Kovač, Miha. Never mind the Web: here comes the book. Oxford: Chandos Publishing, 2008. xviii, 185 p. (Chandos Series on Publishing). ISBN 1-84334-405-X. £39.95.

If you visit Miha Kovač's Web page you will find out that he holds a diploma in comparativism, a Master's degree in management and a doctoral degree in Library science. He has worked in a number of publishing houses and at present is a Professor at the Department of Librarianship, Information Science and Book Science at the University of Ljubljana (Slovenia).

A reader of the book has a good opportunity to see how these different competencies and experiences interact in creating this most interesting text. I have rarely seen a work that weaves together history and modernity into such a coherent fabric, seamlessly moving through times and changing phenomena, finding historical parallels where one would not suspect them.

Never mind the Web comprises a number of complex topics presented in a readable style; however, the text never loses the depth of insight and interpretation of a true humanitarian scholar who draws his main inspiration from book history. The goals of the book are as follows (my own simplified formulations): to investigate the reasons for the neglect of the book in contemporary media and cultural studies; to provide an outline of the European and American book industry and market; and to define a contemporary book and publishing study field.

The author realises these goals in the chapters devoted to:

  • the historical overview of early book publishing (The book: this charming old lady);
  • the modern developments in printing (with an emphasis on the differences between contents and platform of traditional and electronic books);
  • comparison of American and European book markets stressing the complexities of their characteristics;
  • social context of the book: a comprehensive exploration of reading habits, media use habits, library and education contexts in Europe and the USA;
  • the exploration of the book as a dual market and cultural phenomenon and the consequences for business models in different historical contexts;
  • and finally, a closing chapter showing dialectic and necessary relationships between electronic and paper books that ensure diversity, development and stability of the whole system.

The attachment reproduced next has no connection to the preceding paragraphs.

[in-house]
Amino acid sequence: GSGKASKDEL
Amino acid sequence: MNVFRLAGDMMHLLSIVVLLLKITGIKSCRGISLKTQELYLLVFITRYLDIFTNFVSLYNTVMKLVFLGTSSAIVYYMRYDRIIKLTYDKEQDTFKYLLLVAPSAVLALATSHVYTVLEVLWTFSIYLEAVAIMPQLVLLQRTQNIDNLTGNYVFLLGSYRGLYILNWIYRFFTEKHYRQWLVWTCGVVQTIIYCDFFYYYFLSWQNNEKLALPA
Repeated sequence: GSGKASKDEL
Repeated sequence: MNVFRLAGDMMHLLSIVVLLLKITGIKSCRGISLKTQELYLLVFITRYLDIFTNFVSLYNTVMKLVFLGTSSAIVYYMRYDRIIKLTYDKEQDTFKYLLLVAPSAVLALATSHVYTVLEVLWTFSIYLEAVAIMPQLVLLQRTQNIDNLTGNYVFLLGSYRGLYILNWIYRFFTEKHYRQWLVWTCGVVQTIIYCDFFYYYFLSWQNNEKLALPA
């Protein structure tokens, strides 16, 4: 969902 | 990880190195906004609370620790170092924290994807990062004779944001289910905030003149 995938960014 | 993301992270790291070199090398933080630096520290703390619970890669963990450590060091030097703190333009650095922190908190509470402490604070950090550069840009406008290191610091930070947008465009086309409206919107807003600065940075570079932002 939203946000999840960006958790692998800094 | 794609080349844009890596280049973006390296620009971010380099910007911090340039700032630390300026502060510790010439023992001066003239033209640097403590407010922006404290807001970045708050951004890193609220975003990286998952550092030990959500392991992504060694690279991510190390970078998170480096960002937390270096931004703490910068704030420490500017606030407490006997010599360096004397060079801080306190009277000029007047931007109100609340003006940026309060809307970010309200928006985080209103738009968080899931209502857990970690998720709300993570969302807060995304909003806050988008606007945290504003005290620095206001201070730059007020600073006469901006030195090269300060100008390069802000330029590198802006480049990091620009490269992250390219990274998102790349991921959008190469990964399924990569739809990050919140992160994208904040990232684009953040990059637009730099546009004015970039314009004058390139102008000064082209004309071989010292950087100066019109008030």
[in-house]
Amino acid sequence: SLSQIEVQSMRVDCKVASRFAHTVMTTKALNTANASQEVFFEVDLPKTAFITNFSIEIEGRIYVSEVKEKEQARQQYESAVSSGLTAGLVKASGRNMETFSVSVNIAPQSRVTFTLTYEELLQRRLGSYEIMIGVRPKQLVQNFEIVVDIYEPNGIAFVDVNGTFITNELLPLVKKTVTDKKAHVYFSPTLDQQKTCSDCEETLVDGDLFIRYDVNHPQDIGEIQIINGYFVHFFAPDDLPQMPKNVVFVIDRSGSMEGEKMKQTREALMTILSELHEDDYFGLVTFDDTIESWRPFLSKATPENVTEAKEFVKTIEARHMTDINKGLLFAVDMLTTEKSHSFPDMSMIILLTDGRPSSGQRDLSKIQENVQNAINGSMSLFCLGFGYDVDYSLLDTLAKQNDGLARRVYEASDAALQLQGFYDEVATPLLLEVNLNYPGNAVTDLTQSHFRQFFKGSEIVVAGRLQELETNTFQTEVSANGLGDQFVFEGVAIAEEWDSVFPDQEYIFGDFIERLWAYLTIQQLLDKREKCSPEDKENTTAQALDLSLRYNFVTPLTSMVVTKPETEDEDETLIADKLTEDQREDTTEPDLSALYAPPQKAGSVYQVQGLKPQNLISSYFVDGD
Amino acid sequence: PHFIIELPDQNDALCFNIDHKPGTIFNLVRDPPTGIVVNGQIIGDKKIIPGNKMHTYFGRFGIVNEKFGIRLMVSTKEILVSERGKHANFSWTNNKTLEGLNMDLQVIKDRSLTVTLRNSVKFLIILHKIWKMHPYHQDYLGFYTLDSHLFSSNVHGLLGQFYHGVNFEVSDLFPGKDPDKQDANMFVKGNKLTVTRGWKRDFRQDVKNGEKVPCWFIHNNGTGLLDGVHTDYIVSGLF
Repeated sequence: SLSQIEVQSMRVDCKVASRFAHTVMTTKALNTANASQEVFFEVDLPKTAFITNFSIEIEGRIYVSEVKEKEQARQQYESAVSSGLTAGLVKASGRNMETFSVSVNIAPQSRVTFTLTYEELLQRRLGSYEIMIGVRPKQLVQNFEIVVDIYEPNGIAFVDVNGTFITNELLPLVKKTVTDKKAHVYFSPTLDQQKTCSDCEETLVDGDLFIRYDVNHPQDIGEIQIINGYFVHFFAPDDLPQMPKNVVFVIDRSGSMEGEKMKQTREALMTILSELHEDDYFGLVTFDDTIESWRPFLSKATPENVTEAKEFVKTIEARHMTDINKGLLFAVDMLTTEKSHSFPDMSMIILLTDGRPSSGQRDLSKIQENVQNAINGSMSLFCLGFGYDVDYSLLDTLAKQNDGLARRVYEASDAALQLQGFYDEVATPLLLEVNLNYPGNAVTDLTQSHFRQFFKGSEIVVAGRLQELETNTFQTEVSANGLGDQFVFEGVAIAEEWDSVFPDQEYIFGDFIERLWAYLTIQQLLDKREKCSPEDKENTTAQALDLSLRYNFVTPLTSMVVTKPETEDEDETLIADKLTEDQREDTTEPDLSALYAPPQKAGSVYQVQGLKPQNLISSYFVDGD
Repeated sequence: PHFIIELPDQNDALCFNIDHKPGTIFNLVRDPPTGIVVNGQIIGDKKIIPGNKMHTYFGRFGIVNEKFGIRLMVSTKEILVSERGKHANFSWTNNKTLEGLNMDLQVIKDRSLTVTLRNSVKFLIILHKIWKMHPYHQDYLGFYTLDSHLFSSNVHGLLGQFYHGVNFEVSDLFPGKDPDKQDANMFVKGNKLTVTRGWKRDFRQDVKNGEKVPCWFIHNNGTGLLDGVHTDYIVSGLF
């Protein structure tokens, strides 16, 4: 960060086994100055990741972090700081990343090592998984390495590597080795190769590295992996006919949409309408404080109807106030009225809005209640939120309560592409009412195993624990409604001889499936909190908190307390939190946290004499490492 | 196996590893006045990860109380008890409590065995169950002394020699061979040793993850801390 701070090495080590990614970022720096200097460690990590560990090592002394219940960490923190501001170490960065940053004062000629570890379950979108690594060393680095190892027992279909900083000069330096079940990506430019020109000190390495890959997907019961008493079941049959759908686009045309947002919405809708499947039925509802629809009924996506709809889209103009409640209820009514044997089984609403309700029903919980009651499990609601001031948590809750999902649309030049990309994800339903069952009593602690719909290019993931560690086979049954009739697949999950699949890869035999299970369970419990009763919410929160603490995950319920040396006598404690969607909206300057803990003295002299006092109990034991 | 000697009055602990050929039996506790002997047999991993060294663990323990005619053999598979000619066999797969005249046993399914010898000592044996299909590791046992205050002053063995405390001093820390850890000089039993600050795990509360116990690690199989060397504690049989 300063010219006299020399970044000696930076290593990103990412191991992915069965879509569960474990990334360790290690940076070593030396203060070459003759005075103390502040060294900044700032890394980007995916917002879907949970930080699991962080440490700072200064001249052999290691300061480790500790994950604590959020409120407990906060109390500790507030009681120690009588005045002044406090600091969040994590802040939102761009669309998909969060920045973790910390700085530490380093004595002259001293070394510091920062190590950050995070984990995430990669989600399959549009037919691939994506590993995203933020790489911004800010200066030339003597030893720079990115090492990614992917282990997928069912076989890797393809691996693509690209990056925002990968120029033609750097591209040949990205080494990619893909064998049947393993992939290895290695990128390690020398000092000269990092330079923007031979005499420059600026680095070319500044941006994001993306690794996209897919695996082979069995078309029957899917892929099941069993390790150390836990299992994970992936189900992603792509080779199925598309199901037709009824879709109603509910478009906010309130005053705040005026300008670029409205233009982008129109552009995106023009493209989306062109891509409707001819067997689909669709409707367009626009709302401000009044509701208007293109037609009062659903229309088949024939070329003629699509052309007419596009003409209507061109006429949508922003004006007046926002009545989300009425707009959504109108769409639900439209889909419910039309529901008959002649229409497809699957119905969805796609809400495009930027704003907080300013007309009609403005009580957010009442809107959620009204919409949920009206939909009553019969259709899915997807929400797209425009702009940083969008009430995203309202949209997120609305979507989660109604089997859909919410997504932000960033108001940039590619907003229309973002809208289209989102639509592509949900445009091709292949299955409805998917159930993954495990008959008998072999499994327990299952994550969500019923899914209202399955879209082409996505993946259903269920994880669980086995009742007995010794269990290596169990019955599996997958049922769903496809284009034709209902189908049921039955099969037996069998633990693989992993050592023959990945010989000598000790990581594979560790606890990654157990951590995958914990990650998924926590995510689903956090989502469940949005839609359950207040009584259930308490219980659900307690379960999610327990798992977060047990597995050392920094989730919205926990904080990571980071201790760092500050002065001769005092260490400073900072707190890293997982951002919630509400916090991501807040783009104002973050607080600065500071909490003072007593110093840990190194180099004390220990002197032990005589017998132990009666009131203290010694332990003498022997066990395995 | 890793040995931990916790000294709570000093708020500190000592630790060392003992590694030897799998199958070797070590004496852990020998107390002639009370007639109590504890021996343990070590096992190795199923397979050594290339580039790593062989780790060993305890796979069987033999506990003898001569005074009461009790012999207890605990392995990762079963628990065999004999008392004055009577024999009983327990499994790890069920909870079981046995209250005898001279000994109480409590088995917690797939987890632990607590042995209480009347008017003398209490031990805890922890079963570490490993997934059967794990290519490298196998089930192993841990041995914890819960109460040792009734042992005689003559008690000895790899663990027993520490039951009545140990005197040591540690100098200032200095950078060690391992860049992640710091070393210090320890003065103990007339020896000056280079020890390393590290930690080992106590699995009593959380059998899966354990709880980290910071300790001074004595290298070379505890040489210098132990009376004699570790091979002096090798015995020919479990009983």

The most attractive feature of the book is its non-linearity. The author manages to demonstrate the most complicated relationships of the context elements, publishing systems and a book in a simple, but not simplistic way. He highlights the unexpected links and tries to look at the deep dimensions of social phenomena. The statistical data is put into a rich environment of social, political and economic systems; thus, a seemingly direct correlation may be questioned on the grounds of essential differences of the contexts. On the other hand, the possibility to find basic principles for comparison is also displayed (e.g., the comparison of the competitiveness scores and numbers of readers and non-readers in different countries).

I try not to disclose the content of the book too much, as it has a highly intriguing quality and some unexpected turns of thought. I do not want any reader to lose this element of unexpected insight and discovery, as I intend to recommend reading this book not only to all who are participating in the world of books (publishers, librarians, authors, researchers, media scholars and students) but also to the general public, especially book lovers and activists. Despite the seriousness of arguments and data, the text remains highly readable and attractive. The book clearly demonstrates that the fusion of book history and exploration of contemporary information, communication and media is not only possible, but very fruitful. This is the path worth following by young researchers.

Elena Maceviciute
Vilnius University
May, 2009